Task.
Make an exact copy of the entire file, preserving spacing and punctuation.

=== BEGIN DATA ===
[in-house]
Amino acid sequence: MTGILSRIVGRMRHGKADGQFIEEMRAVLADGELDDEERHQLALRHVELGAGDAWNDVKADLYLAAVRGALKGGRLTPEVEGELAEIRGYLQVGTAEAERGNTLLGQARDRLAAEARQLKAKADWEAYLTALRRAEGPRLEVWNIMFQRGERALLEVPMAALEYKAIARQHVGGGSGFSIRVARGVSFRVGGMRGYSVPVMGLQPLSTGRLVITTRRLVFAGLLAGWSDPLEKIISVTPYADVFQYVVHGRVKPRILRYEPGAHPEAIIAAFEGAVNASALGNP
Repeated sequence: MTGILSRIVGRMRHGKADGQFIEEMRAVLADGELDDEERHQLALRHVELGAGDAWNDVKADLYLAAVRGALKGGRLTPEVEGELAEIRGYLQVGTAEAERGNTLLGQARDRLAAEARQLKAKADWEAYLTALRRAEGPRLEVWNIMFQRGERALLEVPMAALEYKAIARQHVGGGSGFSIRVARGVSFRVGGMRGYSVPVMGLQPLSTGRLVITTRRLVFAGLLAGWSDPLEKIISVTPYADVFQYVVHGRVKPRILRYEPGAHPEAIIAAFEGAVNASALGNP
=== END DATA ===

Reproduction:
[in-house]
Amino acid sequence: MTGILSRIVGRMRHGKADGQFIEEMRAVLADGELDDEERHQLALRHVELGAGDAWNDVKADLYLAAVRGALKGGRLTPEVEGELAEIRGYLQVGTAEAERGNTLLGQARDRLAAEARQLKAKADWEAYLTALRRAEGPRLEVWNIMFQRGERALLEVPMAALEYKAIARQHVGGGSGFSIRVARGVSFRVGGMRGYSVPVMGLQPLSTGRLVITTRRLVFAGLLAGWSDPLEKIISVTPYADVFQYVVHGRVKPRILRYEPGAHPEAIIAAFEGAVNASALGNP
Repeated sequence: MTGILSRIVGRMRHGKADGQFIEEMRAVLADGELDDEERHQLALRHVELGAGDAWNDVKADLYLAAVRGALKGGRLTPEVEGELAEIRGYLQVGTAEAERGNTLLGQARDRLAAEARQLKAKADWEAYLTALRRAEGPRLEVWNIMFQRGERALLEVPMAALEYKAIARQHVGGGSGFSIRVARGVSFRVGGMRGYSVPVMGLQPLSTGRLVITTRRLVFAGLLAGWSDPLEKIISVTPYADVFQYVVHGRVKPRILRYEPGAHPEAIIAAFEGAVNASALGNP